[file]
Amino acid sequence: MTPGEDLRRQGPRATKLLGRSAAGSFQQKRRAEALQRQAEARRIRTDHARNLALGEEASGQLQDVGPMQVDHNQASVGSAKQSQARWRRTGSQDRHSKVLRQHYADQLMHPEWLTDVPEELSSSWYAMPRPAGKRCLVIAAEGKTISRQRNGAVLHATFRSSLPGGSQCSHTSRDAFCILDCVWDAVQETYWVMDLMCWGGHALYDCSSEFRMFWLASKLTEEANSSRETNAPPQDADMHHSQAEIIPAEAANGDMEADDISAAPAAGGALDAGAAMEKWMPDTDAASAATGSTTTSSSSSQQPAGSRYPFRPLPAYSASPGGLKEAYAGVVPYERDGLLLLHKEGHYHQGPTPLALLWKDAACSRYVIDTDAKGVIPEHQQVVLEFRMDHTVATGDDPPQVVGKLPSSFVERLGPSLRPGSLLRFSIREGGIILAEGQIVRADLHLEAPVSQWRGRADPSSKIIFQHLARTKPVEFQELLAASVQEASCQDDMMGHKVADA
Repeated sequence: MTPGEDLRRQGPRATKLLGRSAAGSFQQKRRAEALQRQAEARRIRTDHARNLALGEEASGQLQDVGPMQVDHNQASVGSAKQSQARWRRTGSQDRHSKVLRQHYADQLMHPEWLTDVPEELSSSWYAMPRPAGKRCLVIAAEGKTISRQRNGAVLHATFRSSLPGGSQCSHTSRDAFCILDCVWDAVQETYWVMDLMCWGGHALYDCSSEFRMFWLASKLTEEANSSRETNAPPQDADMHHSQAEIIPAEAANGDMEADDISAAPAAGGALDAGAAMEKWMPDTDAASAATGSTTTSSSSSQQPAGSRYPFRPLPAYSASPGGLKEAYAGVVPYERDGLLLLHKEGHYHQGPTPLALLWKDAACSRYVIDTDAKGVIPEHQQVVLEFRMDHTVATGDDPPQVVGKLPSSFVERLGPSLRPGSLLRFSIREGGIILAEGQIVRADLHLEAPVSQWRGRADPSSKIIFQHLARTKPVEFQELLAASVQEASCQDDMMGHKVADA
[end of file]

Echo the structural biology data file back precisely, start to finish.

Amino acid sequence: MTPGEDLRRQGPRATKLLGRSAAGSFQQKRRAEALQRQAEARRIRTDHARNLALGEEASGQLQDVGPMQVDHNQASVGSAKQSQARWRRTGSQDRHSKVLRQHYADQLMHPEWLTDVPEELSSSWYAMPRPAGKRCLVIAAEGKTISRQRNGAVLHATFRSSLPGGSQCSHTSRDAFCILDCVWDAVQETYWVMDLMCWGGHALYDCSSEFRMFWLASKLTEEANSSRETNAPPQDADMHHSQAEIIPAEAANGDMEADDISAAPAAGGALDAGAAMEKWMPDTDAASAATGSTTTSSSSSQQPAGSRYPFRPLPAYSASPGGLKEAYAGVVPYERDGLLLLHKEGHYHQGPTPLALLWKDAACSRYVIDTDAKGVIPEHQQVVLEFRMDHTVATGDDPPQVVGKLPSSFVERLGPSLRPGSLLRFSIREGGIILAEGQIVRADLHLEAPVSQWRGRADPSSKIIFQHLARTKPVEFQELLAASVQEASCQDDMMGHKVADA
Repeated sequence: MTPGEDLRRQGPRATKLLGRSAAGSFQQKRRAEALQRQAEARRIRTDHARNLALGEEASGQLQDVGPMQVDHNQASVGSAKQSQARWRRTGSQDRHSKVLRQHYADQLMHPEWLTDVPEELSSSWYAMPRPAGKRCLVIAAEGKTISRQRNGAVLHATFRSSLPGGSQCSHTSRDAFCILDCVWDAVQETYWVMDLMCWGGHALYDCSSEFRMFWLASKLTEEANSSRETNAPPQDADMHHSQAEIIPAEAANGDMEADDISAAPAAGGALDAGAAMEKWMPDTDAASAATGSTTTSSSSSQQPAGSRYPFRPLPAYSASPGGLKEAYAGVVPYERDGLLLLHKEGHYHQGPTPLALLWKDAACSRYVIDTDAKGVIPEHQQVVLEFRMDHTVATGDDPPQVVGKLPSSFVERLGPSLRPGSLLRFSIREGGIILAEGQIVRADLHLEAPVSQWRGRADPSSKIIFQHLARTKPVEFQELLAASVQEASCQDDMMGHKVADA